How do you pronounce BURY?
"Bury" sounds like "ferry" when I say it. It's the same with "burial".
I forgot, please write where you're from, so we can compare.
I pronounce "bury" as ["bEr\i], to rhyme with "ferry". I'm from Central Massachusetts.
I'm from (northern) California, and I pronounce it to rhyme with "fairy." I once had a history professor who rhymed it with "curry": "They found several artifacts 'burried' at the site." I'm not sure where she was from originally (she had an otherwise normal American accent), but I don't know anyone else who pronounces it that way.
That's an interesting survey. When was it done? I I'm asking because the results question 2 seem odd to me: I only remember hearing one person refer to it as a chesterfield. I'd like to note a couple of the questions where I differ from the majority.
8. I pronounce 'vase' both ways: [vQz] or [vez].
9. The last syllable of 'garage' rhymes with neither 'badge' nor 'lodge'; it is like 'mirage': [g@"r/QZ]
11. 'Roof' [r/Uuf] doesn't rhyme with 'hoof' [h1_of] /hUf/
There's more, but I don't really feel like going through the whole list again. I'm surprised there was no question about 'aunt'. For me, it rhymes with 'haunt' as [Q~?], but I'm in the minority here: most people say it like 'ant'.
Oh, and as for the original question, I rhyme 'bury' with ferry/fairy, but 'burial' is usually ["b3`.i.Uo].
Bury is like ferry. Same vowel for burial.
Garage rhymes with mirage for me, too.
Aunt is like ant.
Hoof and roof are different for me.
Bury is ferry, (fairy is slightly different to ferry)
Garage is mirage
Aunt is Are-nt
Hoof is roof
Bury is like furry
Garage is like mirage
Aunt is like aren't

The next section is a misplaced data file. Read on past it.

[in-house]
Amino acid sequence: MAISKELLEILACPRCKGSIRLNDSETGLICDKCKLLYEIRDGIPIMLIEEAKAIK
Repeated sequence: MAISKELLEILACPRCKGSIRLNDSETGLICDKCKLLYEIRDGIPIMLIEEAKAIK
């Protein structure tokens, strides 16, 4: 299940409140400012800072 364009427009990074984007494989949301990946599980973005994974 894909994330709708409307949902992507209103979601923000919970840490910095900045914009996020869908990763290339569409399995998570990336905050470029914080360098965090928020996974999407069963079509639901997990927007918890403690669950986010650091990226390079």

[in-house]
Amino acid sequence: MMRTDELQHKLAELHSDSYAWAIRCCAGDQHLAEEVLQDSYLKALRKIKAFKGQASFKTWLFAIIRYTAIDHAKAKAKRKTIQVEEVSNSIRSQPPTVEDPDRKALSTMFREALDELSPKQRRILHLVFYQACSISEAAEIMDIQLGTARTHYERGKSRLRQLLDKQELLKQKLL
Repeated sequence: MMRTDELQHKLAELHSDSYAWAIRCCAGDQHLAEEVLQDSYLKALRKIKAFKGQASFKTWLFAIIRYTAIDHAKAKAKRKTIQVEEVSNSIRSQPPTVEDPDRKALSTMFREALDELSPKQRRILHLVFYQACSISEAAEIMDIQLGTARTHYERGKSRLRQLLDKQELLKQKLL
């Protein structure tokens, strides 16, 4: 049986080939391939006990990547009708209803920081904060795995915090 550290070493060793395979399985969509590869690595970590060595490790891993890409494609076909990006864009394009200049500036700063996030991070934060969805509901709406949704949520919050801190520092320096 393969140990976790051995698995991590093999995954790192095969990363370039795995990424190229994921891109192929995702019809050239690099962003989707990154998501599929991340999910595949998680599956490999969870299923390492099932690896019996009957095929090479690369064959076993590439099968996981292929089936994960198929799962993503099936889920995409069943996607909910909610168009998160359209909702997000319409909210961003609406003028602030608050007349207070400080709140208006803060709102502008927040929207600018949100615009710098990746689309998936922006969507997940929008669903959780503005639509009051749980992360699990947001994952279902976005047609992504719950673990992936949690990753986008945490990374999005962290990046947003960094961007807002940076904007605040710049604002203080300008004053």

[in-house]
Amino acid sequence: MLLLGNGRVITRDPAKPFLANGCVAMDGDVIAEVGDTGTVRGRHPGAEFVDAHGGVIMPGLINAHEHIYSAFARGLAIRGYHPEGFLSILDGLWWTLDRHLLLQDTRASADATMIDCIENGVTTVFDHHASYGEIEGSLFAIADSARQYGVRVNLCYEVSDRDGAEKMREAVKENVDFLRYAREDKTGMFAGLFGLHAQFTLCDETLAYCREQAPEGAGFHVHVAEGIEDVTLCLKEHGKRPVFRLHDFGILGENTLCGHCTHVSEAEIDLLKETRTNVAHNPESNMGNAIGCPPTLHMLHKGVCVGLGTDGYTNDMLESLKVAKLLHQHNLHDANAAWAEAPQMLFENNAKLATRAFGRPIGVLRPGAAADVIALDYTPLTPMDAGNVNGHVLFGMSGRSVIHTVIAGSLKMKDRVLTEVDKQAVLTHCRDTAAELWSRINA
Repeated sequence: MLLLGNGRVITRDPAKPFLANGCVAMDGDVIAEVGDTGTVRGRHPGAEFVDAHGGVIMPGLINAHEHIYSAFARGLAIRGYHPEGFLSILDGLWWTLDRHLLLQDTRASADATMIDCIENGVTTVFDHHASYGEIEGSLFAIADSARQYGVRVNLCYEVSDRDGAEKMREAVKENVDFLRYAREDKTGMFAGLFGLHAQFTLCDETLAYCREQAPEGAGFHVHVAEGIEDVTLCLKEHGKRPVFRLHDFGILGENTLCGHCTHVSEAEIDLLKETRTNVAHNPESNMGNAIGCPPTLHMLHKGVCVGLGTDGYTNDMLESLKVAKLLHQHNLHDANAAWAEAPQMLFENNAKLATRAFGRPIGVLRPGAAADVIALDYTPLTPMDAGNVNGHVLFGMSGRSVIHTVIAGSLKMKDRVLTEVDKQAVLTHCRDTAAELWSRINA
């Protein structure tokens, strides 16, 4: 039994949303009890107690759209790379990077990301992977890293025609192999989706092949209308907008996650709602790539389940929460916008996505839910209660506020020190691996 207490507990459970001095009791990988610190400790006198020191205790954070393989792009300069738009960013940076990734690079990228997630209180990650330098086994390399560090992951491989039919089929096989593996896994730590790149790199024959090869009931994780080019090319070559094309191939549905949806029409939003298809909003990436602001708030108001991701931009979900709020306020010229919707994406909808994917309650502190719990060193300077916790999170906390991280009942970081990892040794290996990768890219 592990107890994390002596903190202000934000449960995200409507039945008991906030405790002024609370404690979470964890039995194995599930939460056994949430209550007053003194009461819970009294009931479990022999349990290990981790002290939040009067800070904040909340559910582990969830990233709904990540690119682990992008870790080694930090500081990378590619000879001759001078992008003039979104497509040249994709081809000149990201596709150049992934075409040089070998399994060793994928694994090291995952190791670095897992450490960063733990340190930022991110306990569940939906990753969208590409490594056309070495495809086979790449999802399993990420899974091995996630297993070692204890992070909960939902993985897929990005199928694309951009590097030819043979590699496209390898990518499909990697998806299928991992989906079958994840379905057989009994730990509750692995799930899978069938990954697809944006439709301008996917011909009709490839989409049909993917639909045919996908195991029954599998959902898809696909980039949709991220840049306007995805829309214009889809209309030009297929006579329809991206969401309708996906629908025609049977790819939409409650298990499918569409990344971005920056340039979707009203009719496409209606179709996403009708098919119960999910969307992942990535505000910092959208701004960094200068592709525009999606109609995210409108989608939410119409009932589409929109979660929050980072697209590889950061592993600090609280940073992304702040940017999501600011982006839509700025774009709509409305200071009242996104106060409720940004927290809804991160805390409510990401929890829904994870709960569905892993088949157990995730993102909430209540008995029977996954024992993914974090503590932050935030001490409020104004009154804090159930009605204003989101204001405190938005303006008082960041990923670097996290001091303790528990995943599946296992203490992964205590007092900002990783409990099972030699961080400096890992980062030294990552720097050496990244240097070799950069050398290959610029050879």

Hoof is different to roof
Leisure is like measure
I don't pronounce "VASE" like either "face, days, cause, or has" but rather "cars"
And I pronounce "CALM" like neither "Tom or Sam" instead, like "arm"
To me, "Bury" and "Ferry" rhyme.
Garage is like mirage. I was taught to say "Ahnt", but often said ANT. Roof can be pronounced two ways-the same goes for vase. I don't know where I'm "from"...I'm American, but I've lived many places, so maybe that's why two pronunciations of various words don't tickle my ear as "wrong" or "odd"...
What confuses me is punctuation and spelling because I was exposed to British texts as well as American texts. I guess I need to read a book to sort it all out.
Question to Linguists: Should I learn X-Sampa? If I learned it would I be able to identify and accurately produce sounds in any language solely based on the symbols?
Just to clarify, I use the same vowel in "burial" as in "bury": ["bEr\i5=].
"Bury" would rhyme with "ferry" in a Philadelphia accents (because of a general ferry-furry merger), and in addition to that I think there are some dialects where "bury" rhymes with "furry" and "curry" but not with "ferry". m-w.com lists /"b3`.i/ as an alternate pronunciation of "bury"; I think, for example, that Vincent D'Onofrio pronounces "bury" this way.
I pronounce "garage" as [g@"r\A:Z], I usually pronounce "vase" as ["vA:z], to rhyme with...um..."spas", and I pronounce "aunt" as ["A:nt] (which is pretty much universal in my part of New England).
<<Question to Linguists: Should I learn X-Sampa? If I learned it would I be able to identify and accurately produce sounds in any language solely based on the symbols?>>
Yes, you should definitely learn IPA and X-SAMPA. (X-SAMPA is basically the same as IPA, just adapted so that it can be written with no special characters.) They would enable you to easily and accurately learn the sounds of any language.
I like to bury my **** in Uriel's furry **** (yes both rhythm).
PS. Uriel seems really fun and friendly, hope she won't be mad, unless she likes it that way.
Love you Uriel